In 1984, she was finishing a part-time college degree and planned to go to law school when she saw an opportunity to create a business based on collecting vital information from around the country for lawyers engaged in class action suits.
At 27 years of age she pitched the idea to a lawyer she regarded at the time as old at the age of 63 who supported her idea. Betsy fulfilled another dream of so many Americans–she became an entrepreneur. Instead of going to law school, she grew the business she now runs from wherever she is in the world, thanks to modern technology, and that has grown beyond the United States to Canada and Australia.
Her first major horse purchase was the aptly named, “Wildest Dream,” that she bought in 2005 from Ulf Möller, then at the Performance Sales International dressage operation of Ullrich Kasselmann at Hagen, Germany. She bought other horses from there.
Though she did not disclose the price of Salvino from the original American syndicate after more than six months of negotiations as a confirmed Grand Prix horse it most likely was her biggest horse deal.
Like some other prominent owners such as Akiko Yamazaki and Jerry Yang who have bought horses that have helped make Steffen Peters the top American rider for most of this century, or Madeleine Winter-Schultze, the owner of most horses ridden by Isabell Werth (and Ludger Beerbaum in jumping) as well as Antonio Ax:son Johnson’s support of Sweden’s seven-time Olympian Tinne Vilhelmson Silfvén, Betsy appears to get enjoyment from watching in the background as the riders of her horses bask in the spotlight of success.
Laura Graves was the center of attention when she rode Verdades to victory not only over Isabell on Weihegold but also German Olympic and European Championship team gold medalist Sönke Rothenberger on Cosmo in the Grand Prix Special at Aachen, Germany last July.
Adrienne Lyle on Salvino was a team mate in only their third Big Tour competition that captured the Nations Cup silver medal at Aachen behind the seemingly invincible German juggernaut.
When relatively new to horse ownership at the highest level, Betsy turned to Jane Clark–the doyenne of American owners who owned horses on U.S. dressage, jumping and driving teams at the 2010 World Equestrian Games in Kentucky and now supports the USA’s Katherine Bateson Chandler in dressage, Great Britain’s Ben Maher in jumping and provides horses for top American four-in-hand driver Chester Weber.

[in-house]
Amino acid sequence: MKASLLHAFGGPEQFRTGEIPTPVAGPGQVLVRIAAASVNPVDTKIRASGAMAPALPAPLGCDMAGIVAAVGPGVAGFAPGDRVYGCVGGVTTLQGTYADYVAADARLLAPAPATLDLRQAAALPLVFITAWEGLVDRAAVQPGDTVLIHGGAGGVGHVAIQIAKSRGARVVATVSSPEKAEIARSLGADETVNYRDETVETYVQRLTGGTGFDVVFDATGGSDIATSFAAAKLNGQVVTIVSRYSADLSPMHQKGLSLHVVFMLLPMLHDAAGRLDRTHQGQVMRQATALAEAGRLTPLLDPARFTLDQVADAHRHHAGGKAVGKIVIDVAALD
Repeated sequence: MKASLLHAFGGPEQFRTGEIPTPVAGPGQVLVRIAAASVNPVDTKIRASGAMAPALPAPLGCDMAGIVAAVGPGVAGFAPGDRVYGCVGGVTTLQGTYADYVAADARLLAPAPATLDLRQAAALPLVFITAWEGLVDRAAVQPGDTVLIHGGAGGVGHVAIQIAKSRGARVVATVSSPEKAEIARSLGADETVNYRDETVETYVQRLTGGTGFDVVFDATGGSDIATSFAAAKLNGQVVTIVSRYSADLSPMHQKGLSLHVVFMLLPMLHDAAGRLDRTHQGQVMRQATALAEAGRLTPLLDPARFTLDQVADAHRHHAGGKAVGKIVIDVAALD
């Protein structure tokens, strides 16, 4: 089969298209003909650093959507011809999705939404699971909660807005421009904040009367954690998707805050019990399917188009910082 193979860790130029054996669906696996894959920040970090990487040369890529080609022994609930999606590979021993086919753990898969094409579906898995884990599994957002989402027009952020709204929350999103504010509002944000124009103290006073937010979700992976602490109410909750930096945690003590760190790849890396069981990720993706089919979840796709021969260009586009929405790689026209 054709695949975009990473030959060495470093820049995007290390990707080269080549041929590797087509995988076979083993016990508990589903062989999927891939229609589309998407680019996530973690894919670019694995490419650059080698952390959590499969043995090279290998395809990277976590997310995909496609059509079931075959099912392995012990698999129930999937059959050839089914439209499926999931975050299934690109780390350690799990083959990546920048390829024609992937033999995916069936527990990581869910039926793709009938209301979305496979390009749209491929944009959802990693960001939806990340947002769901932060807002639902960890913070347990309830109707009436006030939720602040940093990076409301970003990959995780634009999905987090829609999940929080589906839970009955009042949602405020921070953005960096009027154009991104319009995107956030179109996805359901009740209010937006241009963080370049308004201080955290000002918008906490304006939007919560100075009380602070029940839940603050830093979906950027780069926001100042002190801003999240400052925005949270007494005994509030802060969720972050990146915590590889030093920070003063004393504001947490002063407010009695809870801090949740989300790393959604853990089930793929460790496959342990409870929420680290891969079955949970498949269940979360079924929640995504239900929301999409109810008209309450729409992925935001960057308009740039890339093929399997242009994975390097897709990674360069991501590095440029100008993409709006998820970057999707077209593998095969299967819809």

Jane. she said, provides sound advice from being years ahead of her in ownership and is someone for whom she has “admiration and friendship.”
“One of things Jane has done is corroborate or verify the same feelings I have for horses on teams representing the United States,” she said. “She is also committed to her horses for their lifetime, as am I.
“She understands the ups and downs of it. It’s good to have somebody I can go to if I have a question. Jane is very close with her riders, as I am with mine. She understands the level of commitment.”
Involvement with Laura Graves began when she watched her ride in 2014 though she “didn’t know her from anybody.”
The following year, Betsy drove five hours from Cleveland to Toronto to watch Laura ride on the U.S. gold medal team at the Pan American Games.
She spent lot of time with Laura and her partner, Curt Maes, whom she came to admire for their work ethic and goals, more so with their limited resources.
Although she regards herself as having “always been a plodder” who takes a while to make a decision, she offered support with the undertaking that “I’m pretty steadfast about it”–in other words, for the long haul.
“Financial stress is added stress that can be distracting,” Betsy recalled of her thoughts at the time. “When you have a horse like Diddy and a rider like Laura and you are in a position to help, it gives me a lot of joy.”
Betsy is still involved in other aspects of horse sports, including the human sports science and medicine program operated by the U.S. Dressage Federation.
Most of her attention is still focused on her business as she is “still working to afford my horses.”